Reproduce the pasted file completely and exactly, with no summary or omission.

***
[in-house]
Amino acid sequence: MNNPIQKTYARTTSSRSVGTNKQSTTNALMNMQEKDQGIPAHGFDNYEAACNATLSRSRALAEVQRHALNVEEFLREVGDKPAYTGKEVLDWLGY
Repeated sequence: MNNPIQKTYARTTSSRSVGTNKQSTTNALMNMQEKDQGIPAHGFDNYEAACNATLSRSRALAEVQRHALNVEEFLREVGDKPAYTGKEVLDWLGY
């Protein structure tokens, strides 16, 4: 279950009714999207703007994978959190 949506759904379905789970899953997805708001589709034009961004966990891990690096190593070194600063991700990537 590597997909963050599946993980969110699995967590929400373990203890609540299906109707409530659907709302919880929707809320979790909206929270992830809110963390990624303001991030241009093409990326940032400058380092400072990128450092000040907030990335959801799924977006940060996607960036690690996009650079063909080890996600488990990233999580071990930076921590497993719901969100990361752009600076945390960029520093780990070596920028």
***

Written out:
[in-house]
Amino acid sequence: MNNPIQKTYARTTSSRSVGTNKQSTTNALMNMQEKDQGIPAHGFDNYEAACNATLSRSRALAEVQRHALNVEEFLREVGDKPAYTGKEVLDWLGY
Repeated sequence: MNNPIQKTYARTTSSRSVGTNKQSTTNALMNMQEKDQGIPAHGFDNYEAACNATLSRSRALAEVQRHALNVEEFLREVGDKPAYTGKEVLDWLGY
């Protein structure tokens, strides 16, 4: 279950009714999207703007994978959190 949506759904379905789970899953997805708001589709034009961004966990891990690096190593070194600063991700990537 590597997909963050599946993980969110699995967590929400373990203890609540299906109707409530659907709302919880929707809320979790909206929270992830809110963390990624303001991030241009093409990326940032400058380092400072990128450092000040907030990335959801799924977006940060996607960036690690996009650079063909080890996600488990990233999580071990930076921590497993719901969100990361752009600076945390960029520093780990070596920028």